“You want to learn about plants from this man,” reads one review. “Tough guy, but cares. You learn a heck of a lot, but you got to go to class.” Another review reads, “High expectations, but has our interests at heart.” Another student succinctly suggests, “Awesome...just shut up when he speaks!”

Landscape Ontario’s Manager of Education and Labour Development Sally Harvey states, “When I think of a professional, respected and passionate industry leader and educator who inspires, connects and advances the horticulture industry, Michael Pascoe’s name immediately comes to mind.” She continues, “Michael’s unique insight into education and industry, have contributed to the success of not only the horticulture students at Fanshawe College, but also to the industry at the  chapter, provincial and national levels.”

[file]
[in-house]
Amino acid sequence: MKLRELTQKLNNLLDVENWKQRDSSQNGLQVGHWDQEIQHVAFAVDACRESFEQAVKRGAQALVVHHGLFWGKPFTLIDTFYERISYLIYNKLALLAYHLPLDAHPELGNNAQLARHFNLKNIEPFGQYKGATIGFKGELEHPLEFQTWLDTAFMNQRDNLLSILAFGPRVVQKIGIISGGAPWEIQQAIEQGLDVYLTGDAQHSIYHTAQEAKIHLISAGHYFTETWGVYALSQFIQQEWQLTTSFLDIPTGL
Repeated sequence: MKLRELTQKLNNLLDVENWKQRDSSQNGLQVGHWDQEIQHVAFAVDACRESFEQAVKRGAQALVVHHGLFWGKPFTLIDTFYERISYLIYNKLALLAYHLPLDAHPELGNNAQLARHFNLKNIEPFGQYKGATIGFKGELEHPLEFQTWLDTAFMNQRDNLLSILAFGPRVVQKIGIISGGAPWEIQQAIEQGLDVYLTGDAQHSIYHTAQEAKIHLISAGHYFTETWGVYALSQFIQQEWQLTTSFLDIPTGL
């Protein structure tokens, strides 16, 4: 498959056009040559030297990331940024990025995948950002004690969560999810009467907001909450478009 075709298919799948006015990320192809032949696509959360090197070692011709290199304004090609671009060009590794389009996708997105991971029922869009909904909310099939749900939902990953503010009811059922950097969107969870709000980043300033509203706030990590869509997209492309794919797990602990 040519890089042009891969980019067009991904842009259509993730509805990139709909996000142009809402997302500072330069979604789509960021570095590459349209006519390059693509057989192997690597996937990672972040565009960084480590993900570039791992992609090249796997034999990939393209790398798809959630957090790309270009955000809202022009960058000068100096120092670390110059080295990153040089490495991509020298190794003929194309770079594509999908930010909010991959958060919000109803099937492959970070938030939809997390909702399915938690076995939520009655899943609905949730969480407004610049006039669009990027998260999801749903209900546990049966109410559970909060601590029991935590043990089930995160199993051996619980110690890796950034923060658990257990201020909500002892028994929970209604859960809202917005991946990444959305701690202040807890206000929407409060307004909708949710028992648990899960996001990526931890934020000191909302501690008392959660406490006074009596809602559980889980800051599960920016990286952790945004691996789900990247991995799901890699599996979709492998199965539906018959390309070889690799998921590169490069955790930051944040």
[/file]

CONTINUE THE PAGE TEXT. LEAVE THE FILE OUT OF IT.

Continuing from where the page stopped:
New degree program

Pascoe’s next strategy on his education path is to create a degree program in Horticulture Landscape Management. He sees the program incorporating the Landscape Industry Certified CLP program. “The degree program will meet all the requirements, and include practical and theory with horticulture and management. “There is a lack of candidates in the mid- to high-level management positions with horticulture skills,” says Pascoe.  

Creating this new program is all part of the ongoing push by Pascoe to create a positive public opinion toward the horticulture industry. “Many parents I deal with are reluctant to see their offspring enter the horticulture industry,” says Pascoe. He notes that when they see the opportunities available to graduates, most change their opinion about the industry that their children have chosen.